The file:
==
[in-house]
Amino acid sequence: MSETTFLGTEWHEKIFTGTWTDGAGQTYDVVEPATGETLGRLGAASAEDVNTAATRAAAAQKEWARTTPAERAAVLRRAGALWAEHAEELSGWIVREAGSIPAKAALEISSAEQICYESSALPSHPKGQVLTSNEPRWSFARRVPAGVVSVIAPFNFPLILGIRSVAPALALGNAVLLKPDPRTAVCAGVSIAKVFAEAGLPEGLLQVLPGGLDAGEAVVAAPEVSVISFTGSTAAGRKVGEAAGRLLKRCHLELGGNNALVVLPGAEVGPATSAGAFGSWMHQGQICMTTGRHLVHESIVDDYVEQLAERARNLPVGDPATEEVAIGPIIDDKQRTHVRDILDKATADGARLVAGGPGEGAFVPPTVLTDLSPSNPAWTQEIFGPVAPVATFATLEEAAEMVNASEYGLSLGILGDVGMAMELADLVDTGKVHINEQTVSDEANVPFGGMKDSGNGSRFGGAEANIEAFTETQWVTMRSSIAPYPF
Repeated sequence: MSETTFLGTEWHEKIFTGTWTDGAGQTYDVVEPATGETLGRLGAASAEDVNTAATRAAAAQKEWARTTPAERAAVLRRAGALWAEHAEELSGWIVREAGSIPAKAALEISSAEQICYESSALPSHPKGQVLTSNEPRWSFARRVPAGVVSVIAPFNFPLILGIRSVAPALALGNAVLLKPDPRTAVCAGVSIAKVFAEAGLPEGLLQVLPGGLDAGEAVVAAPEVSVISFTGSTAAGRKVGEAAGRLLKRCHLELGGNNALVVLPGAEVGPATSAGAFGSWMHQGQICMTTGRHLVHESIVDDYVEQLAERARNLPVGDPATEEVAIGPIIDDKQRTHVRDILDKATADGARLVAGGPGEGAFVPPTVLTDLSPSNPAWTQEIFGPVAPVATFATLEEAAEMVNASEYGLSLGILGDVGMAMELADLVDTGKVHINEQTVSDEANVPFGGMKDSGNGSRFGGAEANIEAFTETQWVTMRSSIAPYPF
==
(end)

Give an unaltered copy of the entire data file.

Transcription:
[in-house]
Amino acid sequence: MSETTFLGTEWHEKIFTGTWTDGAGQTYDVVEPATGETLGRLGAASAEDVNTAATRAAAAQKEWARTTPAERAAVLRRAGALWAEHAEELSGWIVREAGSIPAKAALEISSAEQICYESSALPSHPKGQVLTSNEPRWSFARRVPAGVVSVIAPFNFPLILGIRSVAPALALGNAVLLKPDPRTAVCAGVSIAKVFAEAGLPEGLLQVLPGGLDAGEAVVAAPEVSVISFTGSTAAGRKVGEAAGRLLKRCHLELGGNNALVVLPGAEVGPATSAGAFGSWMHQGQICMTTGRHLVHESIVDDYVEQLAERARNLPVGDPATEEVAIGPIIDDKQRTHVRDILDKATADGARLVAGGPGEGAFVPPTVLTDLSPSNPAWTQEIFGPVAPVATFATLEEAAEMVNASEYGLSLGILGDVGMAMELADLVDTGKVHINEQTVSDEANVPFGGMKDSGNGSRFGGAEANIEAFTETQWVTMRSSIAPYPF
Repeated sequence: MSETTFLGTEWHEKIFTGTWTDGAGQTYDVVEPATGETLGRLGAASAEDVNTAATRAAAAQKEWARTTPAERAAVLRRAGALWAEHAEELSGWIVREAGSIPAKAALEISSAEQICYESSALPSHPKGQVLTSNEPRWSFARRVPAGVVSVIAPFNFPLILGIRSVAPALALGNAVLLKPDPRTAVCAGVSIAKVFAEAGLPEGLLQVLPGGLDAGEAVVAAPEVSVISFTGSTAAGRKVGEAAGRLLKRCHLELGGNNALVVLPGAEVGPATSAGAFGSWMHQGQICMTTGRHLVHESIVDDYVEQLAERARNLPVGDPATEEVAIGPIIDDKQRTHVRDILDKATADGARLVAGGPGEGAFVPPTVLTDLSPSNPAWTQEIFGPVAPVATFATLEEAAEMVNASEYGLSLGILGDVGMAMELADLVDTGKVHINEQTVSDEANVPFGGMKDSGNGSRFGGAEANIEAFTETQWVTMRSSIAPYPF